Customers are being bombarded by banks with offers of personal loans larger than their annual salary.
Money Mail has discovered banks are marketing loans with sky-high interest rates, despite warnings that Britain’s household debt has reached record levels.
UK families are currently £25billion in the red — equivalent to almost a quarter of the NHS budget, according to the Office for National Statistics.
But, despite alarming echoes of the lead-up to the 2008 financial crisis, lenders are continuing to push more unsecured debt as we approach the Christmas period.
Reckless lending: Banks are marketing loans with sky-high interest rates, despite warnings that Britain’s household debt has reached record levels
Exclusive research for Money Mail reveals that half of Britons have been offered a personal loan by their bank in the past year, while a third have received an offer from a rival lender.
One in five say they are sent an email or letter about a loan at least every 12 weeks, according to the study of 1,267 people by researchers Consumer Intelligence.
Even more worrying is the size of the loans banks are offering. A quarter of borrowers say the loan was for more than £10,000, while a fifth say it was for more than their salary.
Even mortgage lenders typically only lend three to four times average salary, putting in perspective the huge sums banks are offering to pay for cars, renovations and everyday spending.
More than half of customers say that, had they accepted the loan offer, the repayments would have put them under financial pressure.
Even mortgage lenders typically only lend three to four times average salary
Separate research also shows major High Street banks are offering poor value interest rates on these loans.
In some cases, the interest rate offered by their own bank costs customers up to £1,400 more a year than the cheapest deals available on the market.
The banks and building societies that admit marketing personal loans to customers include Barclays, John Lewis Finance, Santander and Nationwide.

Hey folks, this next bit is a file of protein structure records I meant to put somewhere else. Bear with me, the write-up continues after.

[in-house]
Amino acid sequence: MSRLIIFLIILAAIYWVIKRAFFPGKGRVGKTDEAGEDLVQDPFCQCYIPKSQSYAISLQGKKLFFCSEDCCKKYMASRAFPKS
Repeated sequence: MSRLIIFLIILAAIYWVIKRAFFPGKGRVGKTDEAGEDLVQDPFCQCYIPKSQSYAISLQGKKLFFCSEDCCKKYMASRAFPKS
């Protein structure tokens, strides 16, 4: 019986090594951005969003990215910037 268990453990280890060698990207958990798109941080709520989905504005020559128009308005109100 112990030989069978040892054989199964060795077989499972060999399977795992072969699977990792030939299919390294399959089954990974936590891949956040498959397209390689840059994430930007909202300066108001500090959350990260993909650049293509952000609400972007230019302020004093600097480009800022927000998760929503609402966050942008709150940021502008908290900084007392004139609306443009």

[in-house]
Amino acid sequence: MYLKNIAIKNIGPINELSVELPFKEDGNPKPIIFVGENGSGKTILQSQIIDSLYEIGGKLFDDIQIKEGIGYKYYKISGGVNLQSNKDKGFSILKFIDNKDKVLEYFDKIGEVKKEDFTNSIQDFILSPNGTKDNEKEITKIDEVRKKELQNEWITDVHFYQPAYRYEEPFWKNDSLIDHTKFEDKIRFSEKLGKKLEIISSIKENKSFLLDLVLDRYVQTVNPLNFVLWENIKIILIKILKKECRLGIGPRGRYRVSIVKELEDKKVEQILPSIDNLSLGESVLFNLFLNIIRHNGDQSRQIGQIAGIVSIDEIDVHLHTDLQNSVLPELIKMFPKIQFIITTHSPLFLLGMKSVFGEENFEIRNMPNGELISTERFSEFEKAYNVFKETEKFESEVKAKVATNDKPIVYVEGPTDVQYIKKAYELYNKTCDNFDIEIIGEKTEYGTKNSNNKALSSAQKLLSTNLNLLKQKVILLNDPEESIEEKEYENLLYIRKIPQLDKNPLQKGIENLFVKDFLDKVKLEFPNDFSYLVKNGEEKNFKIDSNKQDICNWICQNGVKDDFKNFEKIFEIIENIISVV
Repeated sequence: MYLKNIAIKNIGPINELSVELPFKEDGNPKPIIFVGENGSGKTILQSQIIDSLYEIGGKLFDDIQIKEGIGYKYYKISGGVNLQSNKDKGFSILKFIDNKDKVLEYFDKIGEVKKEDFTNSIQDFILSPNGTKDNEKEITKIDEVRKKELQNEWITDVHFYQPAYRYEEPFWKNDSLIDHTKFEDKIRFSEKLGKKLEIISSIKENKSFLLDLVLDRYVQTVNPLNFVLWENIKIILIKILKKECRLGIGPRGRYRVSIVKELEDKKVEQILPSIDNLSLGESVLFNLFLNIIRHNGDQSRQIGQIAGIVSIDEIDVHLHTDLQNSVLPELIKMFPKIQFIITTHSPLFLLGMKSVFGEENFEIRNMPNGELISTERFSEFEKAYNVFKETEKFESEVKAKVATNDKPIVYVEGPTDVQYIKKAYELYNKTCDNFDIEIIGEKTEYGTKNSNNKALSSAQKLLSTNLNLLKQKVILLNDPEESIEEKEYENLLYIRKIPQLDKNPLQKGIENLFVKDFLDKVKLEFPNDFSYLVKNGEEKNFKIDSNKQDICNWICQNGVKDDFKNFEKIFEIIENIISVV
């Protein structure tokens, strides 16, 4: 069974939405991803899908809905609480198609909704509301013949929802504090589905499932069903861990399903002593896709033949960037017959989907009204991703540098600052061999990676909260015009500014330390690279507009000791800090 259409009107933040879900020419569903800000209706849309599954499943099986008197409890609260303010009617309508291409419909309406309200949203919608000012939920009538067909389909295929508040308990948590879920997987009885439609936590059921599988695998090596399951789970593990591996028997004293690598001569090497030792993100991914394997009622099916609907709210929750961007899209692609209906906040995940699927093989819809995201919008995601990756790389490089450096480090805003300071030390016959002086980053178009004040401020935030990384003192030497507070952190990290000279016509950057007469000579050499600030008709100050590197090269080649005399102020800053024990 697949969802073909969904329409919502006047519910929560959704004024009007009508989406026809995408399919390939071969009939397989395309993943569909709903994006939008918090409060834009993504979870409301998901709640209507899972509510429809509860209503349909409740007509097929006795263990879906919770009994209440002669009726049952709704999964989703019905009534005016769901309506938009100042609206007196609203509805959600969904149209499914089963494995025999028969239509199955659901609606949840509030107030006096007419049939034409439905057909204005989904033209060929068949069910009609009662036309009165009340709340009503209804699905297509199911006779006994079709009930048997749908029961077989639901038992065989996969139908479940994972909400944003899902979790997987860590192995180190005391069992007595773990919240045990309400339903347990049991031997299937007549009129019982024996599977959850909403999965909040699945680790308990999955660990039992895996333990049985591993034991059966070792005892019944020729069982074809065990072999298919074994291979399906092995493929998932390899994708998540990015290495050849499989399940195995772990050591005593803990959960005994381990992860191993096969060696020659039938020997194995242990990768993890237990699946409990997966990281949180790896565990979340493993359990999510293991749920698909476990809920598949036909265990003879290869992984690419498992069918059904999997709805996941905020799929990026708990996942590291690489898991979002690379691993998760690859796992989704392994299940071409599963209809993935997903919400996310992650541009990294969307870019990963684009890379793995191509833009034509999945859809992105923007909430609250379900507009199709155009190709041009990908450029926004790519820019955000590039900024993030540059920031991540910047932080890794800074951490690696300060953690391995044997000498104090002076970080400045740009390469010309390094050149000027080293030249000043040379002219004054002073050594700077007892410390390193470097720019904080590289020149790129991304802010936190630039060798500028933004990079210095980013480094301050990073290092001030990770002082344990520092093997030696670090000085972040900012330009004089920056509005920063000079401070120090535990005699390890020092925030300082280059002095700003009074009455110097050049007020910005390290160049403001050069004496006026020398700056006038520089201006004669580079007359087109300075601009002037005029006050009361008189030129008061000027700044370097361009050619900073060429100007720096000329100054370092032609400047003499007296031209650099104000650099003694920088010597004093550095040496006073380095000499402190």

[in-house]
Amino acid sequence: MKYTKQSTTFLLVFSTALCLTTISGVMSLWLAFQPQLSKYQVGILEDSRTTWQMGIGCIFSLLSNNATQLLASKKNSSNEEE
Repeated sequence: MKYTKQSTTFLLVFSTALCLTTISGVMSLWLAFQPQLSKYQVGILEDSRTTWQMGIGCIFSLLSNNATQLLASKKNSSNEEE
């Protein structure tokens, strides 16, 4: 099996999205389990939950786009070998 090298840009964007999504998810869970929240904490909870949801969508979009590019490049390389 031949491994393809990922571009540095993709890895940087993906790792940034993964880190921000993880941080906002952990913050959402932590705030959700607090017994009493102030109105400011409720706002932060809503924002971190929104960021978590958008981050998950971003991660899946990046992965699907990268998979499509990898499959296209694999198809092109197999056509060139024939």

Lenders insist they only send this type of correspondence to customers who have agreed to receive offers. But this may just mean at some point the customer ticked, or forgot to untick, a box.
Most claim to carry out a detailed assessment of customers’ financial history and their credit rating before making an offer.
In one example, Barclays sent a customer who had never expressed an interest in a personal loan an email once a month, offering ‘personalised’ deals. ‘We’ve got your personalised loan rate.
Ready to go when you are,’ it reads. ‘If we approve your application, the money could be in your account in a few minutes.’
Addressing the customer by name, the email goes on to say: ‘There’s no hanging about with a Barclayloan personalised rate.
It’s there, ready to help you get your plans moving, as soon as you decide you need it. With a single loan, you could spend less time on your finances, and more on the things you enjoy.’
In September, the City watchdog ordered banks to do more to help credit card customers in persistent debt
The email then breaks down the customer’s ‘personal example’ of what loans he can get and how much they will cost. The biggest is for £50,000 — £10,000 more than the customer’s salary.
And, at 12.1 per cent, the supposedly personalised interest rate was far higher than if he had shopped around. It would net the bank £16,000 in interest over 60 months.
According to comparison site uSwitch, NatWest offered the same size loan at just 6.9 pc, with monthly payments of £983 — almost £118 a month cheaper than with Barclays.